A study of two inactivated monovalent and polyvalent influenza vaccines in the winter of 1965 among secondary school pupils in Anchorage, Alaska, is reported. Two successive waves of infection with influenza virus A2 and B occurred which were closely related antigenically to the vaccine strains A2/ Taiwan/1/64 and B/Maryland/1/59. Protection in the vaccinated group was evident, as expected, and the order of efficacy of the vaccines was around 50 to 60%.
During the fall and winter of 1960-61, among Eskimo families at Bethel and Goodnews Bay, Alaska, there was an outbreak of trichinosis, totaling 24 cases, due to the ingestion of the meat of both black and brown bear. All cases were confirmed serologically and epidemiologically and included 18 clinical and 6 subclinical infections. The high rate of false-negative reactions in confirmed clinical infections, coupled with the high rate of positive reactions in persons with no clinical illness, considerably complicated the interpretation of the skin-test readings for diagnostic purposes. A review of the literature on trichinella skin testing indicated that lack of suitable case and control-group studies, as well as of consistent standardization of skin-test antigens and standard interpretation of the skin-test reaction itself, has precluded adequate evaluation of the role of the intradermal test both in epidemiologic survey and as a diagnostic adjunct. The presence of a relatively large number of cases in which the clinical and epidemiologic diagnosis was clear cut and the existence of a comparable control group in the area led to the initiation of a controlled study of two trichina skin-test antigens prepared at the Communicable Disease Center, in series with the commercial antigen administered and interpreted according to rigorously defined criteria. This paper presents the results of this study.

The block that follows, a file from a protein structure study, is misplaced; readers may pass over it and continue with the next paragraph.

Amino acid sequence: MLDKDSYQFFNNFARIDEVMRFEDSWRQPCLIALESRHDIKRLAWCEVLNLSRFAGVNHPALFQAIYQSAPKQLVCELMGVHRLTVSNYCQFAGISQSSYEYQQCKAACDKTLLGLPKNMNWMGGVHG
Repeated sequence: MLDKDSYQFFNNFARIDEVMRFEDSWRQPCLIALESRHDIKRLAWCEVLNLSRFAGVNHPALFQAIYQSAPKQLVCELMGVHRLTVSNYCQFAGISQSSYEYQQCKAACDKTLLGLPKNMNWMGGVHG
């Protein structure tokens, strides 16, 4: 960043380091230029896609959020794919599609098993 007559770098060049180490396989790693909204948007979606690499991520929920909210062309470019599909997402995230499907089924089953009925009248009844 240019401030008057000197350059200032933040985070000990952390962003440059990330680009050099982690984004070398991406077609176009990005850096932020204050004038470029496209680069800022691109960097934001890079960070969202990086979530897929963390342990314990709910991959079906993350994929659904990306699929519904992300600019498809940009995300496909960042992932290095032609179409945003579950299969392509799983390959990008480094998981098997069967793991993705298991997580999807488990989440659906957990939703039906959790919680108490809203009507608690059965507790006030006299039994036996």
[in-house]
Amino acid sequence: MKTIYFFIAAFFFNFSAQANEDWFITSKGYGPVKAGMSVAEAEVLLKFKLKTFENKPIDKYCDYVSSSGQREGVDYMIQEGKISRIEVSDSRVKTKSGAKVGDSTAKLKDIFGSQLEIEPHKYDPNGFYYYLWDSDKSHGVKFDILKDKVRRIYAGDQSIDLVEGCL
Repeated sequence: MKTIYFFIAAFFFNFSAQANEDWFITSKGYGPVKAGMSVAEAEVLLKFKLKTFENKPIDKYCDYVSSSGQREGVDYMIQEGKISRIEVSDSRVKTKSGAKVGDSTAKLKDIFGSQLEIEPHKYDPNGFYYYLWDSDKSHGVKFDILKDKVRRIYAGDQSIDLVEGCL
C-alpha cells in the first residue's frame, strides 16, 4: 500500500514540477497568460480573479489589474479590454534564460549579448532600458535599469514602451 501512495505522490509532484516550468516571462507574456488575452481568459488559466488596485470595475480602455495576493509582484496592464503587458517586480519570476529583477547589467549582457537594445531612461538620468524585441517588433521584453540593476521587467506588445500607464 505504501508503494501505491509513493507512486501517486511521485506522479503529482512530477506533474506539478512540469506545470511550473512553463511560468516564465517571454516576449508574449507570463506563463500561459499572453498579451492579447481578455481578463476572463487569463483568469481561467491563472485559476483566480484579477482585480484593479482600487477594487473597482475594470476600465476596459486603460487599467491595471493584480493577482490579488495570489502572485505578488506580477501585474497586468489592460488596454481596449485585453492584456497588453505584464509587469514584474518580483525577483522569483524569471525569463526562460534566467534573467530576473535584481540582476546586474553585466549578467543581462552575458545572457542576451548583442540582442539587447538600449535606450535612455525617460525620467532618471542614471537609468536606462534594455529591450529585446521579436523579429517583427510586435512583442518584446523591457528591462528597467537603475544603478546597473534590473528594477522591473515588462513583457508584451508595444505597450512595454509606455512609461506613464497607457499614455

From: Fortuine, Robert et al. 1993. The Health of the Inuit of North America: A Bibliography from the Earliest Times through 1990. University of Alaska Anchorage. Citation number 2111.
Cited in: Fortuine, Robert. 1968. The Health of the Eskimos: a bibliography 1857-1967. Dartmouth College Libraries. Citation number 895.
There is a widespread clinical impression that heart disease is uncommon in certain segments of the Alaska Native population, and the results of limited mortality analysis have been consistent with this impression. It was therefore decided to examine death records of Natives more extensively in an attempt to verify further this impression. For purposes of this study, all deaths for Alaskan Aleuts, Eskimos, and Indians age 40 and over, certified as due to diseases of the heart, were reviewed for the period 1955-65.
Alaska Medical Library - From: Fortuine, Robert et al. 1993. The Health of the Inuit of North America: A Bibliography from the Earliest Times through 1990. University of Alaska Anchorage. Citation number 2540.
Cited in: Fortuine, Robert. 1968. The Health of the Eskimos: a bibliography 1857-1967. Dartmouth College Libraries. Citation number 1008.
Otitis media is the second highest cause of morbidity among AlaskaNatives. This and other reports of unusually high rates of hearing deficiency have stimulated a series of projects to investigate the natural history and epidemiologic concepts of middle ear disease. In a pilot study which compared the retrospective history of draining ears and the prevalence of hearing deficiency among Eskimo, Aleut, and Caucasian children in Alaska, Eskimochildren had the greatest prevalence of pathology. The present study correlates episodes of otorrhea and hearing deficiency in acohort of Eskimo children who have been followed since their birth.
Alaska Medical Library - From: Fortuine, Robert et al. 1993. The Health of the Inuit of North America: A Bibliography from the Earliest Times through 1990. University of Alaska Anchorage. Citation number 2447.
Cites: Can Med Assoc J. 1965 Dec 18;93(25):1301-55843870
Cites: Am J Public Health Nations Health. 1955 Sep;45(9):1101-813248996
Cites: Public Health Rep. 1958 Mar;73(3):265-7813527601